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The Davis Mountains and some impressive storm clouds to the south of the park
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A beautiful sunset over the cienega
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Canal by the historic cabins in the park
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Canal by the historic cabins in the park
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Gorgeous trees in the park
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Entering the San Solomon Springs, the world’s largest spring-fed pool
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San Solomon Springs sunset
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San Solomon Springs sunset
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Historic pool building with showers at San Solomon Springs
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San Solomon Springs sunset
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Davis Mountains to the south at sunset
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Sunrise from our campsite
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Sunrise from our campsite
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San Solomon Cienega
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Trail to San Solomon Cienega
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A cute little cotton-tail bunny at our campsite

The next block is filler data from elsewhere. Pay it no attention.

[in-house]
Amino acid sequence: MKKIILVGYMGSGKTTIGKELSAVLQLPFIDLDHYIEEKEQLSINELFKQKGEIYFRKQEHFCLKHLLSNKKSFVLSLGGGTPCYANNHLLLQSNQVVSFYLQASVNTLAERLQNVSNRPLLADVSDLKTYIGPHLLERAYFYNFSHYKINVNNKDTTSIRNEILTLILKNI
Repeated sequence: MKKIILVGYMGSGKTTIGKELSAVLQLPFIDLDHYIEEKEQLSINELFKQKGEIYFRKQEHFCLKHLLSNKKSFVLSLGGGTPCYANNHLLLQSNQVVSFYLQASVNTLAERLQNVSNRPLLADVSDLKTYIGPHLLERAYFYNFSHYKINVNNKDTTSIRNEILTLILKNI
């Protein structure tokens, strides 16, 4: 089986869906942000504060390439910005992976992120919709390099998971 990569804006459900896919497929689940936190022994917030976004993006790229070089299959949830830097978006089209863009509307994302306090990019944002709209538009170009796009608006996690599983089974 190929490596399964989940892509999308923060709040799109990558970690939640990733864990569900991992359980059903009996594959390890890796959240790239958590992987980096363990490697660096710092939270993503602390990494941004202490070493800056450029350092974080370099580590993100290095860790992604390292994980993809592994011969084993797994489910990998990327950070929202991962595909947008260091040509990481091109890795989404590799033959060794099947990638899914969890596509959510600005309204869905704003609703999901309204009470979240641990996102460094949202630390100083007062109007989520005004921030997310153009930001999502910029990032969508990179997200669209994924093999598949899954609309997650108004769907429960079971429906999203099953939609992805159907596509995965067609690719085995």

I previously wrote about this park at Springs in the Desert at Balmorhea, if you would like to also read that post.  While this park is small as compared to most Texas state parks, it is full of history, beauty and fun for those that like to swim or scuba dive in the clear spring waters of San Solomon Springs.  We enjoyed our overnight stop here very much and hope to stay here again and again as we return to this area in the future.

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The Desert in Bloom – Part 1

When I think about visiting a desert location, I do not think about seeing green landscape everywhere I look, and I certainly do not think of beautiful flowers that are so prevalent in the landscape that they literally change the color of it as you gaze across it from a distance.  This was our experience as we visited the Davis Mountains of far West Texas for the first time in a non-winter month this past weekend.  We had such a fabulous time, and I will share more about our brief time there in a series of upcoming posts soon.